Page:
Why are UK landlords struggling to keep pace with PRS reform?

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Paresh Raja Market Financial Solutions

The UK’s private rental sector (PRS) has grown considerably over the past 20 years. In the last year alone, the value of the PRS increased by £6 billion and it’s now estimated to be worth £1.3 trillion in total.

Occupying a central role within the PRS are buy-to-let (BTL) landlords. Indeed, there are now over 2.5 million individuals across the UK for whom a rental property forms part of their portfolio. Of course, property has always been a popular asset class but a combination of long-term capital growth and regular rental yields make property an alluring asset class in this low interest-rate environment.

At Market Financial Solutions (MFS) we’ve seen firsthand the significant impact that notable changes to stamp duty and housing regulations have had on UK BTL landlords. With the legal framework governing the PRS constantly evolving, it’s more important than ever for landlords to ensure they are compliant with the latest policies, particularly as they might be subject to financial penalties if they fail to do so.

Landlords are falling behind on the latest legislative reforms

At MFS, a key part of our business is arranging bridging loans for landlords expanding their BTL portfolio. Based on our conversations with brokers and borrowers, it’s become readily apparent that many are struggling to stay on top of the policy changes that determine just how a landlord can manage their rental property.

Consequently, MFS commissioned an independent study intended to discover just how landlords are struggling to keep on top of the latest reforms to the PRS. The findings were eye-opening. We found that 30% of landlords do not understand changes made to House in Multiple Occupation (HMO) licensing. The changes, which came into effect in October 2018 make it mandatory for landlords who manage a property with five or more inhabitants to first obtain a license. The new regulatory regime also includes a minimum size for a room that is being let out; bedrooms used by one adult must be no smaller than 6.51 square metres, or 70 square feet while bedrooms used by two adults will have to be at least 10.22 square metres, or 110 square feet.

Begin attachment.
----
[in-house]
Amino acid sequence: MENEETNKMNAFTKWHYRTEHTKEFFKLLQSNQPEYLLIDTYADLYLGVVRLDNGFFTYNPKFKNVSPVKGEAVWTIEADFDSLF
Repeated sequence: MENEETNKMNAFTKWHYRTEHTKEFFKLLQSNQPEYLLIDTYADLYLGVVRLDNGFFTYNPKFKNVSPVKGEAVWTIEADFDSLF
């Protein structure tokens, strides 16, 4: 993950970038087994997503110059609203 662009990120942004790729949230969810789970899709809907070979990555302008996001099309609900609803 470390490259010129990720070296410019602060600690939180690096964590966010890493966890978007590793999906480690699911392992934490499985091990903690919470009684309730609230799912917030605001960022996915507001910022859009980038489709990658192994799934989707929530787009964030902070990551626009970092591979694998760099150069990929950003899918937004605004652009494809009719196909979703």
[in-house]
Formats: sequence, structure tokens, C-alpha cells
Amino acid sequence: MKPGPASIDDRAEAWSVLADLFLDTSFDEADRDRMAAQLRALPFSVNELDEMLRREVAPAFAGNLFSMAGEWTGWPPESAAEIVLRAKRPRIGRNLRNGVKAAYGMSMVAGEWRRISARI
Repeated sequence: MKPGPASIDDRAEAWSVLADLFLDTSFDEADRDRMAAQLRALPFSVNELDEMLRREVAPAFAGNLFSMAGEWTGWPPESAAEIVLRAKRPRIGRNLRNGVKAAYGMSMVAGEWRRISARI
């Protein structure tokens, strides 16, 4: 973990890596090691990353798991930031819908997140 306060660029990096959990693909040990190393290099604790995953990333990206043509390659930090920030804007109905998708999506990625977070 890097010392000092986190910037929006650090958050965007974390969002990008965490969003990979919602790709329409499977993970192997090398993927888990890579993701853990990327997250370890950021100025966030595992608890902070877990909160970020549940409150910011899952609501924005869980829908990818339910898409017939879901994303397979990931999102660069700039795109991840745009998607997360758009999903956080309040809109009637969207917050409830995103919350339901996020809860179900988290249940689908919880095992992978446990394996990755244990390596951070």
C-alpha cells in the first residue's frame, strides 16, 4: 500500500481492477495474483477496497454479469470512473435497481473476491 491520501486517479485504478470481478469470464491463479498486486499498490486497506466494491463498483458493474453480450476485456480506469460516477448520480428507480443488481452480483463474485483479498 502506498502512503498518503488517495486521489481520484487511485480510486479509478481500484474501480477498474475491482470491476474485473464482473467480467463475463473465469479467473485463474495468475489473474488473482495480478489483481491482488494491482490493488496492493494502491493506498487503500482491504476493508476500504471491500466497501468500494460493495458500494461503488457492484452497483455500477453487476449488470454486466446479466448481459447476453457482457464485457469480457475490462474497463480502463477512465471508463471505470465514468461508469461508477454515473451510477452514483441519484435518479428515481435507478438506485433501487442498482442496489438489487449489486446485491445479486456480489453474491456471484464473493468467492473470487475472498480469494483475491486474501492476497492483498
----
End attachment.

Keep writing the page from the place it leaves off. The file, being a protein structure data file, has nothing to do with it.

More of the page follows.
Moreover, 27% said they didn’t understand the tenant fees ban (June 2019) while one in five said that while they understood the reform they did not know how it will affect them or their portfolio.

Moving away from reforms specifically concerned with the PRS, landlords were also largely ignorant of the recent reforms to inheritance tax; thanks to an extra allowance introduced in April 2017, couples can soon leave property worth up to £1 million before paying any tax, depending on when they pass away, potentially saving £160,000 in inheritance tax. However, 28% of the UK landlords surveyed admitted they didn’t know how this would affect them. Similarly, a quarter of landlords said they weren’t aware of the more recent reforms to tax relief on mortgage repayments which were implemented in April 2019.

What does this mean for the PRS?

Our findings present a few interesting questions, both to policy-makers and the sector more generally. Of course, it’s incumbent on landlords to stay on top of the latest reforms to the housing market but the general ignorance is also reflective of a lack of consistency or communication on the part of the government.

However, this does not mean I am an opponent of the recent reforms. Indeed, as someone who’s all too aware of the prevailing problems in the property markets, most notably lack of supply in the PRS, I’m generally enthused about the direction of travel if not the coherence or commitment with which the changes have been implemented.

For now, its left to lettings agencies and housing advisors to offer the much-needed advice landlords need to ensure they are compliant with the ever-changing regulatory regime.

Paresh Raja, CEO, Market Finance Solutions